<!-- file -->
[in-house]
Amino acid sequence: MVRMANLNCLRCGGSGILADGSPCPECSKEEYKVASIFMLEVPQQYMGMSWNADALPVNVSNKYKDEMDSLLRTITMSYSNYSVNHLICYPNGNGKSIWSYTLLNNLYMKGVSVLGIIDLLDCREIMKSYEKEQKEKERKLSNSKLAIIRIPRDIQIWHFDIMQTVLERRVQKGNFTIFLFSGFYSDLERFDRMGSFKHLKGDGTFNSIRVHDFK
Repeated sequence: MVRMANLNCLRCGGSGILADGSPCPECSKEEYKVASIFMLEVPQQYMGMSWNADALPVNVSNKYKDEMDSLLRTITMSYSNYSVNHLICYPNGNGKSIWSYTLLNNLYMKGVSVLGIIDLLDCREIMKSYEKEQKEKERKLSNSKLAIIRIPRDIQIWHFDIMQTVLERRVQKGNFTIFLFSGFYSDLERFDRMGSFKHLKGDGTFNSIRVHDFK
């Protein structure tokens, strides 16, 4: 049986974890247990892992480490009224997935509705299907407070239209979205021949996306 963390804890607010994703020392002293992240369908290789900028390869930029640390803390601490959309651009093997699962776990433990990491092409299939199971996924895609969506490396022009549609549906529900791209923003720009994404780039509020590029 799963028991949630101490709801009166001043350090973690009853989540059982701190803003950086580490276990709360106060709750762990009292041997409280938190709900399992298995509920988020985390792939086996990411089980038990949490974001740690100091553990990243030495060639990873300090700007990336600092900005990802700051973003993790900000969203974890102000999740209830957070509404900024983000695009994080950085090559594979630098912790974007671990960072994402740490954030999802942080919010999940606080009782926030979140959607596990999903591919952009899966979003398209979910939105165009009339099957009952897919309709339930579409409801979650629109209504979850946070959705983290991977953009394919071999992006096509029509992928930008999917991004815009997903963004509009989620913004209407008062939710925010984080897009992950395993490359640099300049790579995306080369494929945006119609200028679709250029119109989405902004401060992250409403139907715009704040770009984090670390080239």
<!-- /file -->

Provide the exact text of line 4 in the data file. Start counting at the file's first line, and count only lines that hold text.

């Protein structure tokens, strides 16, 4: 049986974890247990892992480490009224997935509705299907407070239209979205021949996306 963390804890607010994703020392002293992240369908290789900028390869930029640390803390601490959309651009093997699962776990433990990491092409299939199971996924895609969506490396022009549609549906529900791209923003720009994404780039509020590029 799963028991949630101490709801009166001043350090973690009853989540059982701190803003950086580490276990709360106060709750762990009292041997409280938190709900399992298995509920988020985390792939086996990411089980038990949490974001740690100091553990990243030495060639990873300090700007990336600092900005990802700051973003993790900000969203974890102000999740209830957070509404900024983000695009994080950085090559594979630098912790974007671990960072994402740490954030999802942080919010999940606080009782926030979140959607596990999903591919952009899966979003398209979910939105165009009339099957009952897919309709339930579409409801979650629109209504979850946070959705983290991977953009394919071999992006096509029509992928930008999917991004815009997903963004509009989620913004209407008062939710925010984080897009992950395993490359640099300049790579995306080369494929945006119609200028679709250029119109989405902004401060992250409403139907715009704040770009984090670390080239």